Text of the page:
Simultaneous Measurement of C14 and H3 during Gas-Liquid Chromatography

  • G. Popjak
  • A. E. Lowe
  • D. Moore


Gas-liquid chromatography (GLC), developed by James and Martin [1], is now recognized as the most powerful technique available for the separation of volatile substances of a homologous series. It is used not only for the analysis of the composition of natural products, but is also employed with increasing frequency for the identification of substances. It is a particularly valuable tool for biochemists studying biosynthetic processes, as its speed and sensitivity enable one to identify with considerable confidence new products on a minute scale. As biochemists often use isotopically labeled compounds in their investigations, the problem of simultaneous gas-liquid chromatographic analysis and monitoring of the chromatographic vapors for a radioactive isotope arose quite naturally. It is a common practice in many laboratories to use some kind of automatic device for the scanning of paper chromatograms for radioactive spots, but the monitoring of the effluent from gas-liquid chromatographic columns for a radioactive isotope has been achieved so far only in a few laboratories.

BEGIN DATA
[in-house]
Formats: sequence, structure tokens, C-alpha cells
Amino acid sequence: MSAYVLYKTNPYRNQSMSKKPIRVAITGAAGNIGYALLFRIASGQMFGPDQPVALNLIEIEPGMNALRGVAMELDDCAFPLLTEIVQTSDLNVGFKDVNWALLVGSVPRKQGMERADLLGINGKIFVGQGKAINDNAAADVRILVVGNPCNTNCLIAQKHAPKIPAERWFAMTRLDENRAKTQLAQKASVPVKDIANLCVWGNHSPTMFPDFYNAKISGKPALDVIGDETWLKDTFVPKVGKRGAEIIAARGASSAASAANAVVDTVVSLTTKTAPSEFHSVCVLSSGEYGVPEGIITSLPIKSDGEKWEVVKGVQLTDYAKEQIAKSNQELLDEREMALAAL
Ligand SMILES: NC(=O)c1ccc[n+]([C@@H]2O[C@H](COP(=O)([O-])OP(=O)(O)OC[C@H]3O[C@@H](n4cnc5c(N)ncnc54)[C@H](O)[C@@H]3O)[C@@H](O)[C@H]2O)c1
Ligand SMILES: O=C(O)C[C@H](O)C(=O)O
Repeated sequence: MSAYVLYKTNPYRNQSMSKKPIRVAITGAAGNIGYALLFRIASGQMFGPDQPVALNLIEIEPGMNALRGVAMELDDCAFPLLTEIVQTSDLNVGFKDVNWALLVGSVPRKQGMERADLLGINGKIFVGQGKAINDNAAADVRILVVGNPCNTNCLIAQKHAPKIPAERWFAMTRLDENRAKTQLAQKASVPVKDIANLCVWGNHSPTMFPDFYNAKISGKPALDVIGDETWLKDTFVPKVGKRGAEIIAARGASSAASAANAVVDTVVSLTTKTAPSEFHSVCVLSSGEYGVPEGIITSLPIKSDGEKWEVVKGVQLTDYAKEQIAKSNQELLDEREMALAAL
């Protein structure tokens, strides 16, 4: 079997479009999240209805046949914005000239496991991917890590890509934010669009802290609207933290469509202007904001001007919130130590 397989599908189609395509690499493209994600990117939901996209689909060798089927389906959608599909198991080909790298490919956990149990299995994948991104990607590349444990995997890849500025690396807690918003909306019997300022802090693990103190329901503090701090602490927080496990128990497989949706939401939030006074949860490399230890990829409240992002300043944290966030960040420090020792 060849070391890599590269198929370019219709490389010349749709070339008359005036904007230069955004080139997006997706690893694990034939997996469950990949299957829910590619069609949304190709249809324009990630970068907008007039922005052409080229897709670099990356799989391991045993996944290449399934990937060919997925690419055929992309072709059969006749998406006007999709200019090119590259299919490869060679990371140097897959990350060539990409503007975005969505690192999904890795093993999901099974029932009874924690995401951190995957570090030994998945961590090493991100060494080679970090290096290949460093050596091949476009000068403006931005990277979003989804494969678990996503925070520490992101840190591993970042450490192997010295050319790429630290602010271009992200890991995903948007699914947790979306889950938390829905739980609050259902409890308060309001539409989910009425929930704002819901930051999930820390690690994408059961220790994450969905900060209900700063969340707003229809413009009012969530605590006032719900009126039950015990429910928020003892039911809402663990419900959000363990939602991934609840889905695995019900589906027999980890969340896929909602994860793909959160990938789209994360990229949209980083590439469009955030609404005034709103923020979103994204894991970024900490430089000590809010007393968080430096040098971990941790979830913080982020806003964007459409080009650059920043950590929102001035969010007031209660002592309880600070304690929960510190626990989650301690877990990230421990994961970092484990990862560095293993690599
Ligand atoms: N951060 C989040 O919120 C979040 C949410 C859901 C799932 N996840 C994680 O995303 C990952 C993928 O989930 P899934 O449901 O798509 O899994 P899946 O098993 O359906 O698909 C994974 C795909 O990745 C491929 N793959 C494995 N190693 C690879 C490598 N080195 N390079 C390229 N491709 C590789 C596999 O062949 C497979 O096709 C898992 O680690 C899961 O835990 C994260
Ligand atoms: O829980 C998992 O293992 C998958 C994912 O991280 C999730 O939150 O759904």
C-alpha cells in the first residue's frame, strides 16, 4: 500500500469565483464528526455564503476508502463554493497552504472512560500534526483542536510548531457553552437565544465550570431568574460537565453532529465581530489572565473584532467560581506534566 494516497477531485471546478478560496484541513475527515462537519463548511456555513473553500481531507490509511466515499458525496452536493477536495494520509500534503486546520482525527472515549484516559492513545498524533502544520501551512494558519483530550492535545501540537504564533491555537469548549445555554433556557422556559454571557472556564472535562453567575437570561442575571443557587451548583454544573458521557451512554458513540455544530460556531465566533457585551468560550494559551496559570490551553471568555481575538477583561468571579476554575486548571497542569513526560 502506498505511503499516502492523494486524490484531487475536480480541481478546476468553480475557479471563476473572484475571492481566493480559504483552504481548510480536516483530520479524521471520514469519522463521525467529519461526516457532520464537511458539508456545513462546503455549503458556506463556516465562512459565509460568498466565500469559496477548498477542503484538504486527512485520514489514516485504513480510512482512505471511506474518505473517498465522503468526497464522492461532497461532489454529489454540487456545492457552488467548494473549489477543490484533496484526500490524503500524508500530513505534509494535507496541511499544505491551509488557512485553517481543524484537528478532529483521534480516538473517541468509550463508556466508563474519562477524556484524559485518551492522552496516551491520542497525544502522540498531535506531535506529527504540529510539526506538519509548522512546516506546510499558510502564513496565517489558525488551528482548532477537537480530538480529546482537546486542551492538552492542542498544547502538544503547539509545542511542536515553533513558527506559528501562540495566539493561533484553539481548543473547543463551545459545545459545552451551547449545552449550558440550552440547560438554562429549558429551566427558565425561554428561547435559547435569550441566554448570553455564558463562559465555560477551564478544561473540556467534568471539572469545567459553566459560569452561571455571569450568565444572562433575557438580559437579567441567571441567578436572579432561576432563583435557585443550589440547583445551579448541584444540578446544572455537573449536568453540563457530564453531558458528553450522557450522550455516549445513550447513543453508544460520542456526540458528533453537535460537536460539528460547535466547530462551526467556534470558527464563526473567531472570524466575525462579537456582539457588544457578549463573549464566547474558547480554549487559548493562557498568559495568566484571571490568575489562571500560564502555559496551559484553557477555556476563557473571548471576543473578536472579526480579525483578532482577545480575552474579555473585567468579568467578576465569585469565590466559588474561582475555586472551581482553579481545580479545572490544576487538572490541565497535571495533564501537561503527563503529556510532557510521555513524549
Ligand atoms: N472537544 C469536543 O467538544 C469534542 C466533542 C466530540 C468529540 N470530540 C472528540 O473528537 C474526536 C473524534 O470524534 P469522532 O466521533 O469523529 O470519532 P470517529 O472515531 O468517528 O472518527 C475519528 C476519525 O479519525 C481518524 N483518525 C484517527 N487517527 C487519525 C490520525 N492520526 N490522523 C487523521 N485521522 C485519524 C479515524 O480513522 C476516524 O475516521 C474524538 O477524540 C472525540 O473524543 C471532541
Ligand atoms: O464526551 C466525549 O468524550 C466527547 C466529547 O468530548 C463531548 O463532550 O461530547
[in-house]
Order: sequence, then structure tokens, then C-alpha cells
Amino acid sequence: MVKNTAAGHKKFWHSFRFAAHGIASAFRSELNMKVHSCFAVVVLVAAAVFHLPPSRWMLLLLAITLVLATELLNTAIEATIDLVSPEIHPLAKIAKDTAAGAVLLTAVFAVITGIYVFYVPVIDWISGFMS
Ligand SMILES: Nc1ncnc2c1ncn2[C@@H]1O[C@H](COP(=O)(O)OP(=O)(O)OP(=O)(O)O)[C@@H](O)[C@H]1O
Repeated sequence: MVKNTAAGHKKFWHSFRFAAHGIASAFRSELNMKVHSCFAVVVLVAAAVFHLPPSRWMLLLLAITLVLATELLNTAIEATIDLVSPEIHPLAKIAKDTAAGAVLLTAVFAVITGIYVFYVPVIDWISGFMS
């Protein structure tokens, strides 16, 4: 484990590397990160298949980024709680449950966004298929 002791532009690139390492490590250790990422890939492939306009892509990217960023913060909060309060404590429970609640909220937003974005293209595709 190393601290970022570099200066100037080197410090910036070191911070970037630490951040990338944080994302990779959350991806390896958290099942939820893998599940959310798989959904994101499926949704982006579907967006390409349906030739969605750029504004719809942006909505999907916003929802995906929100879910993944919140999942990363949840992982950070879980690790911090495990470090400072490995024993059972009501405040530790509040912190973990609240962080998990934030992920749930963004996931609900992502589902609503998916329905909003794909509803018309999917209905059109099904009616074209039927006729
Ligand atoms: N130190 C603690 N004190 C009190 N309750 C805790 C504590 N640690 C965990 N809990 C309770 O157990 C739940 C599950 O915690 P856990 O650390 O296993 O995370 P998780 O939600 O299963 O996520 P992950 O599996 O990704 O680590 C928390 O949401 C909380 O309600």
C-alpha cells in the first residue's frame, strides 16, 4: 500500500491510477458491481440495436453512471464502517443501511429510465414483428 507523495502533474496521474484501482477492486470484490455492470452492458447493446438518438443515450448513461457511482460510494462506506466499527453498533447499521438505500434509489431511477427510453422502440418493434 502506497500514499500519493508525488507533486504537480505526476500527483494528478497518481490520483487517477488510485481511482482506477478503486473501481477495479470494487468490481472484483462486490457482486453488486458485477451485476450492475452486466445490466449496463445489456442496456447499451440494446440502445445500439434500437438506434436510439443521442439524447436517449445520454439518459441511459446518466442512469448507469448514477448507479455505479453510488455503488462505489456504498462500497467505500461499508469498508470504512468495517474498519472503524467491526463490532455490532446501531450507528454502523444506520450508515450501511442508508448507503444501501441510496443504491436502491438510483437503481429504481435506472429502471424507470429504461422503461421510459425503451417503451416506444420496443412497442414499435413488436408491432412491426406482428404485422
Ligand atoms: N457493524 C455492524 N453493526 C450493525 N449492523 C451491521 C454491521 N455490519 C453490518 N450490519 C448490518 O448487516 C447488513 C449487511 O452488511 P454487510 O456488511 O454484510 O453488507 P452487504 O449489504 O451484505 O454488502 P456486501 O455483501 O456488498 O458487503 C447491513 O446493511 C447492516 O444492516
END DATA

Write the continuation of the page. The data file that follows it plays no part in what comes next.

Scintillation Counter Counting Chamber Liquid Scintillator Injection Nozzle Counting Level 
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Copyright information

© New England Nuclear Corporation 1963

Authors and Affiliations

  • G. Popjak
    • 1
  • A. E. Lowe
    • 1
  • D. Moore
    • 1
  1. 1.Medical Research Council Experimental Radiopathology Research UnitHammersmith HospitalLondonEngland

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